A missing kayaker's paddling companion abandoned her desperate attempts to reach him after she could no longer hear him screaming, an inquest has been told.
Cameron Millar, 19, disappeared after he was tipped from his kayak into Wellington Harbour on August 10 last year.
His backpack and kayak were recovered but his body was never found.
At an inquest in Wellington today, his paddling companion Stephanie Simon told of her desperate attempts to reach him.
Originally from Hamilton, Mr Millar had moved to Wellington last January to do a radio broadcasting course, where he struck up a friendship with Ms Simon.
The pair had graduated a month before they took Ms Simon's kayaks out for a picnic on Ward Island, 1.8km offshore from Eastbourne.
Neither were wearing life jackets when they set out in sunny, calm weather.
The seas had turned rougher by the time they started to head back to Eastbourne about 3pm.
The tragedy unfolded after Ms Simon was tipped from her kayak and called for Mr Millar to come back.
As he turned, his kayak was hit by a wave and he was tipped into the sea.
Mr Millar tried to pull his backpack off but became separated from his kayak, which drifted away quite quickly.
Ms Simon said he was "freaking out and panicking" as he struggled to get his hoodie off.
She got back into her kayak and, lying on her stomach, desperately paddled towards Mr Millar using her hands.
But after about 15 minutes of paddling, she could no longer see him waving his hands.
"I couldn't see him because of the waves in the way, but I could hear him ... all I heard was shouts and screams."
As time passed, Ms Simon said she could no longer hear anything.
She kept searching for Mr Millar but eventually had to make the decision to paddle back to shore, where an Eastbourne local called police about 6pm.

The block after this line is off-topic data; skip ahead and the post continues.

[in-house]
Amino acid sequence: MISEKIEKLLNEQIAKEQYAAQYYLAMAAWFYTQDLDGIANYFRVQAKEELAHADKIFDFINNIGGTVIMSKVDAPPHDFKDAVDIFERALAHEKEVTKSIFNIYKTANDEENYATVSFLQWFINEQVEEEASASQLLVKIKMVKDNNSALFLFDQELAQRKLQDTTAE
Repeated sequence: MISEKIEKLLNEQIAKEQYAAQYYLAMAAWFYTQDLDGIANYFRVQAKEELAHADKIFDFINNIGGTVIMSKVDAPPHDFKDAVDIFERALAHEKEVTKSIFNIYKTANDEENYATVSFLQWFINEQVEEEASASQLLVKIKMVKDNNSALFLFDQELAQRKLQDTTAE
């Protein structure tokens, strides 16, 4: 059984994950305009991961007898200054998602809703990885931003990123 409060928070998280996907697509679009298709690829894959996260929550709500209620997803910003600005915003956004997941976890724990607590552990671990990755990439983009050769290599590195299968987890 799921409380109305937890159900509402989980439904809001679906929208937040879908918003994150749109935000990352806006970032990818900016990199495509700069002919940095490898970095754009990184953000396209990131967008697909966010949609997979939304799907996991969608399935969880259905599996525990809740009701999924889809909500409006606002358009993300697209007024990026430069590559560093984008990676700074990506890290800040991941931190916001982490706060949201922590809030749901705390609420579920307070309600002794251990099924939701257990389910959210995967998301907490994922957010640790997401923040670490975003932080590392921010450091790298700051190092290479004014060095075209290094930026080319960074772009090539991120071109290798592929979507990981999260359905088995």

By then, more than two hours had passed since Mr Millar was tipped from the kayak.
Constable Anthony Harmer of the Wellington police search and rescue team said an extensive search was carried out over the following days.
The search involved a helicopter, five vessels, the police national dive squad, sonar-equipped Navy divers and shoreline search teams.
Mr Millar's backpack, kayak and paddle were found but his body was never recovered.
Mr Harmer said Mr Millar was a "well-liked young man" with many friends and a loving family.
Both police and family agreed his drowning was a "terrible tragedy" that may have been prevented by wearing life jackets.
Mr Millar's father Ross Millar, whose wife Joanna stood beside him in the witness box, said it was clear his son had drowned and "the sea had claimed his body".
"We have no reason to believe that Cameron is alive," he said.
The family held a memorial "circus" for Mr Millar at which he had stressed the importance of wearing a life jacket.
Coroner Ian Smith noted the kayaks looked "fairly cheap" and questioned whether they could tip over easily and would be difficult to get back in to.
He reiterated that wearing life jackets was "a must".
Coroner Smith found Mr Millar died after drowning at sea but reserved the rest of his findings.
- APNZBy Matthew Backhouse @Mbackhouse Email Matthew